The Scion product line is a decidedly blended family, adopting models from other markets and even those with mixed parentage. Among the latest additions is the Mazda-sourced 2016 Scion iA. This subcompact sedan serves as a new entry point into Scion, and ultimately, into the Toyota empire.

On the surface, it may be easy to criticize Toyota for recruiting and co-developing cars from outside its global portfolio. But a quick stint behind the wheel of the 2016 Scion iA will instead have you questioning the wisdom of the retired, lackluster xA and xD—two efficient, reliable cars that otherwise spelled mobile misery.

Look beyond the Toyota-style angry bass visage and prerequisite badging, and the 2016 Scion iA is a compelling sibling to the enjoyable Mazda3. Here is an affordable car, starting at $16,495, that limits the compromises associated with shoestring budgets.

2016 Scion iA front

Unlike those other Scions, the iA has a rather engaging character. We rented an example from Toyota with the smooth-shifting six-speed manual transmission. Even rowing the gears ourselves, acceleration is tepid, with all the verve one could expect from a 106-hp small-displacement engine. The clutch action is light, with a soft, mid-travel engagement that would make it especially easy for a beginner to learn to drive. This is a good thing, as shifts are frequent as the 2016 Scion iA races to keep up with traffic. (A six-speed automatic transmission is available for $1,100.)

The Mazda DNA can be appreciated in the responsive steering and capable road holding that make the iA more fun to drive than its peers, like the Hyundai Accent, Kia Rio, and Toyota Yaris. Ride quality is decent for the class, having poise on rough surfaces, although on some pavement, a taut rebound can be felt.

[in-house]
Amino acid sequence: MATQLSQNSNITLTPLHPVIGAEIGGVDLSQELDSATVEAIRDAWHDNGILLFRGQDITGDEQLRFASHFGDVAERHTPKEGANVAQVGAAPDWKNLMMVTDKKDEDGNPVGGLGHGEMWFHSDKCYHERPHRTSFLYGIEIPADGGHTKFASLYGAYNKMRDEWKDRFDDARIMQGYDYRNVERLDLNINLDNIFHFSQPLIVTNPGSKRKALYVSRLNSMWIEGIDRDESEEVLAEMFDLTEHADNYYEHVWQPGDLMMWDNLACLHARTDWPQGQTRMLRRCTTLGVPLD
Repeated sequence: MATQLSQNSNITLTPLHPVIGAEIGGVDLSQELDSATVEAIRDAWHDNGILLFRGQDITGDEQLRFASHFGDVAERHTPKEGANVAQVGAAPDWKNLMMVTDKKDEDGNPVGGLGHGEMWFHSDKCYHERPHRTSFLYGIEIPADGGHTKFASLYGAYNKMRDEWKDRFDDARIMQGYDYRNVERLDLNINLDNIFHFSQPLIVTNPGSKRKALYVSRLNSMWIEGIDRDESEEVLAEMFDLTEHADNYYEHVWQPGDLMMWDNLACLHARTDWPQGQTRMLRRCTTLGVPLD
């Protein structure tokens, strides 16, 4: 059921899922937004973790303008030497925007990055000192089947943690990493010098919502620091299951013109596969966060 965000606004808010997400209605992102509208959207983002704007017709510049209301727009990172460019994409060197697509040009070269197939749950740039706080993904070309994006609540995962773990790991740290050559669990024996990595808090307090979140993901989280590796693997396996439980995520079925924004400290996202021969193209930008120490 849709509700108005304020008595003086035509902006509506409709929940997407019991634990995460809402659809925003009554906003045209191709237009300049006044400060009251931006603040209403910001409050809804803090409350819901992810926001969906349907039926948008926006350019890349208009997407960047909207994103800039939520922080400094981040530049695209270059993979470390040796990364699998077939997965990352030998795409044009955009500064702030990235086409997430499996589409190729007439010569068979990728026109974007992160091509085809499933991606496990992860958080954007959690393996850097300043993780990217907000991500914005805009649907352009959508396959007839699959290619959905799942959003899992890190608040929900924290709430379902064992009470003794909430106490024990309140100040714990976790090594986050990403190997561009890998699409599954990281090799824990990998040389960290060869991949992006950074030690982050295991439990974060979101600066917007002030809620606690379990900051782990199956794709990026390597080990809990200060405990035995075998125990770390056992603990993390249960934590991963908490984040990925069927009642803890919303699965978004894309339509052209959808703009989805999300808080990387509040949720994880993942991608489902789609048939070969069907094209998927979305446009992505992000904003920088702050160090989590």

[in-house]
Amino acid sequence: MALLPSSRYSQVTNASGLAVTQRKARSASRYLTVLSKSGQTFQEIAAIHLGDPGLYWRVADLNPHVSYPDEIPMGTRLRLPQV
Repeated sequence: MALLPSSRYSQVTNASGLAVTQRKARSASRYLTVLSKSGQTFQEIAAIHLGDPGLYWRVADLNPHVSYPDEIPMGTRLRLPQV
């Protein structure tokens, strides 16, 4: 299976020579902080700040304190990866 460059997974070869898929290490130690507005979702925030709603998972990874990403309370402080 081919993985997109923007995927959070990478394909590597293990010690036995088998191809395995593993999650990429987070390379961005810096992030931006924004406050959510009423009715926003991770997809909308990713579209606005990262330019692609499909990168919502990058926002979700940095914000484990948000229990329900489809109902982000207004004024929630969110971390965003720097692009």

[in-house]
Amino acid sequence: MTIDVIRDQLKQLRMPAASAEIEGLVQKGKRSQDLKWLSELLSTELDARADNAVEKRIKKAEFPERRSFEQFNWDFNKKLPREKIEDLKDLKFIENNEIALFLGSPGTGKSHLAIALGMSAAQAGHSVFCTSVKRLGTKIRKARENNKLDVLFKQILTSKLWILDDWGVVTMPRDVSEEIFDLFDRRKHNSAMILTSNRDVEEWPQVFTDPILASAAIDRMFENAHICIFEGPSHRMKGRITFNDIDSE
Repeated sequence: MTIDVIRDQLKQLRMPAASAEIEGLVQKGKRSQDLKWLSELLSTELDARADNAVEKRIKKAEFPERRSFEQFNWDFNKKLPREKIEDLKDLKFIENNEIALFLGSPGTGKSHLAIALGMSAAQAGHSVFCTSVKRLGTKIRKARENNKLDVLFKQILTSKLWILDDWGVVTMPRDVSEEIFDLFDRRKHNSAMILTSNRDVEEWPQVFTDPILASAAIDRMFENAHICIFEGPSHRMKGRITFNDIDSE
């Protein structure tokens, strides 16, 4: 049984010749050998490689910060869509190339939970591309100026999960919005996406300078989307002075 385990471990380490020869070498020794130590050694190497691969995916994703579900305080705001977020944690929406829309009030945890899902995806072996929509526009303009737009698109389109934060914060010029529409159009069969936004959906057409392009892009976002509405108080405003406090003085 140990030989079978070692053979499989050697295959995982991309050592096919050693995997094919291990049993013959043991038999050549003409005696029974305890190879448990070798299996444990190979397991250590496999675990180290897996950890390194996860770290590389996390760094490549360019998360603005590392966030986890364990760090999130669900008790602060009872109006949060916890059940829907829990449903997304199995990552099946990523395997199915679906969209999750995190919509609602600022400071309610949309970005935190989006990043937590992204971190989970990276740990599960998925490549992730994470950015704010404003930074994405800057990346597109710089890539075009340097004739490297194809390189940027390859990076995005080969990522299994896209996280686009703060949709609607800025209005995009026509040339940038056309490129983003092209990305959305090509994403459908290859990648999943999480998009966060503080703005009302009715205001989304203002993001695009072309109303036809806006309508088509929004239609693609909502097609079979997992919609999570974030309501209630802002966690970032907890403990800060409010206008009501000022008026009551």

The driver’s space is narrow, with tight pedal placement and an intruding center stack that risks forming a knee callus from rubbing. The front bucket seats are fairly supportive. Controls are straightforward, aside from the Mazda touch screen perched atop the dashboard like an iPad Mini tablet. The screen-based controls, such as for audio and navigation ($419 option), require a practiced hand on a rotary knob positioned between the seats. The mode selection buttons that flank the controller require one’s eyes to move far, far away from the task at hand: driving.

2016 Scion iA interior

The cabin inside the 2016 Scion iA is nicely finished with a sprinkling of soft-touch elements and tasteful accents that visually separate the iA from some rivals. Backseat space is intimate with limited head room, aggravated by the sloped roof and intrusive head rests.

For the class, some standard equipment serves as a welcomed treat, including low-speed pre-collision system, backup camera, and keyless ignition. Active safety systems are appreciated at this price category, and, frankly, are rare even on many mainstream models. This may especially benefit the youthful drivers this car targets.

The 2016 Scion iA has a relatively large trunk opening. But the commodious cargo space is compromised by slender gooseneck hinges and the need to essentially load from the back, rather than set contents downward.

Entry-level cars tend to be rather sad purchases, marred by overt shortcomings. But the 2016 Scion iA twists the convention, bringing Miata-flavored character and notable standard features to the class. Sure, cheaper cars can be had, but they simply won’t be as enjoyable.

2016 Scion iA rear